While this may sound like common sense, managing the different perspectives of stakeholders during an IT-enabled organisational change that involves RPA software can present a formidable challenge to those individuals championing the change.

As a start, identifying the benefits and the beneficiaries of an IS-enabled change effort can play an important role in ensuring the majority of the targeted RPA benefits are realised.

Manage the diverse set of RPA interest groups

Stakeholders can be defined as individuals and groups who can affect or are affected by an IT-enabled process improvement initiative. RPA typically involves a range of stakeholders, from the strategic and tactical levels to the operational levels.

For example, beneficiaries can include the CEO, COO, other C-levels, functional managers and operations staff. As such, RPA involves multiple stakeholders at multiple levels in the organisation.

Managing these stakeholders effectively involves defining and identifying key stakeholders using tools such as a stakeholder analysis. For example, it is important to identify a suitable sponsor, business owner and end-user champion for an RPA project.

There is also the use of ethical principles as a stakeholder approach emphasises the moral obligation of managers to adopt a more inclusive approach to managing the humanistic interests of multiple stakeholders, as opposed to focusing on the instrumental interests of shareholders alone.

Since RPA benefits are realised through the efforts of the organisational members, it is important from an ethical standpoint to respect and manage the interests of a wide group of stakeholders.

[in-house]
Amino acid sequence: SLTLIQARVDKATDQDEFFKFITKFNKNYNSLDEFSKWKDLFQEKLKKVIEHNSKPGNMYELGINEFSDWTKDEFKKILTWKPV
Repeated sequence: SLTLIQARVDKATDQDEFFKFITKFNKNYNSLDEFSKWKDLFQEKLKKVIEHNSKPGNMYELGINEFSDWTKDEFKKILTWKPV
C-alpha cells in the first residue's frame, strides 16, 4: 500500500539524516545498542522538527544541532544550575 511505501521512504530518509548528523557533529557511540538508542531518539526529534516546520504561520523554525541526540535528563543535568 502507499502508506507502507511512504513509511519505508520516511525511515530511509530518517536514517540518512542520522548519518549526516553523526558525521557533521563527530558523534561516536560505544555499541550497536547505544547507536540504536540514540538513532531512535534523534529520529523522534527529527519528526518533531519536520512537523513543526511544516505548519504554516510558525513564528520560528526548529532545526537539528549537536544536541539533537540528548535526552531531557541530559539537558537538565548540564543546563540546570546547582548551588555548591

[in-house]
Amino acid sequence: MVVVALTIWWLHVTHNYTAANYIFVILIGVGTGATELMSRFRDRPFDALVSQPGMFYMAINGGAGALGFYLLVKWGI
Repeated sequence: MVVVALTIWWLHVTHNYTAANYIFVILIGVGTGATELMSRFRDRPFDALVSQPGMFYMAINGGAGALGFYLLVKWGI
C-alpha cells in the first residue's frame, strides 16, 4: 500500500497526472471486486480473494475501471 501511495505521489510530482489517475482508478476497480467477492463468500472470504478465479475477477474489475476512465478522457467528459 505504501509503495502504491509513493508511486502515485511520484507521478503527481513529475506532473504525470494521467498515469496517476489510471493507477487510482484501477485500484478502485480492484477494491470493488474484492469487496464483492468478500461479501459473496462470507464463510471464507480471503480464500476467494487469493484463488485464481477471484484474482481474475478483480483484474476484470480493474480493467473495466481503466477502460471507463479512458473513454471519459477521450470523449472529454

Notwithstanding, RPA champions need to assess the instrumental effectiveness of their stakeholder management approach. Here practitioners should monitor the effectiveness of their stakeholder management process in delivering positive RPA instrumental (speed, accuracy, lower costs) and humanistic outcomes (job enrichment, job satisfaction, work climate).

For example, in the initial phases, one can assess if key stakeholders are involved in building the business case to motivate an RPA investment. Furthermore, one can assess whether key stakeholder commitment has been obtained to support the organisational change required to deliver the targeted RPA benefits.

An inclusive approach to RPA

RPA involves stakeholders such as the executive committee, system owners, end-users and IT professionals.

Given the importance of developing internal RPA capabilities and benefits realisation, a multi-stakeholder model inclusive of strategic, tactical and operational stakeholders is recommended for RPA transformation efforts. Neither a strategic, tactical or operational emphasis alone is sufficient to ensure the maximum realisation of benefits from RPA.

A broad and more inclusive stakeholder perspective is a valuable starting point for analysing and addressing the lack of clarity about the business benefits of RPA among the different interest groups in the organisation.

A focus on stakeholders and instrumental and humanistic benefits will provide more transparency and should achieve greater buy-in among senior management, middle management and cross-functional teams that are involved in an RPA transformation.

This proposed stakeholder orientation inclusive of a diverse set of organisational actors is not novel but is meant to serve as yet another reminder about the value of balancing humanistic and instrumental goals in digital transformations.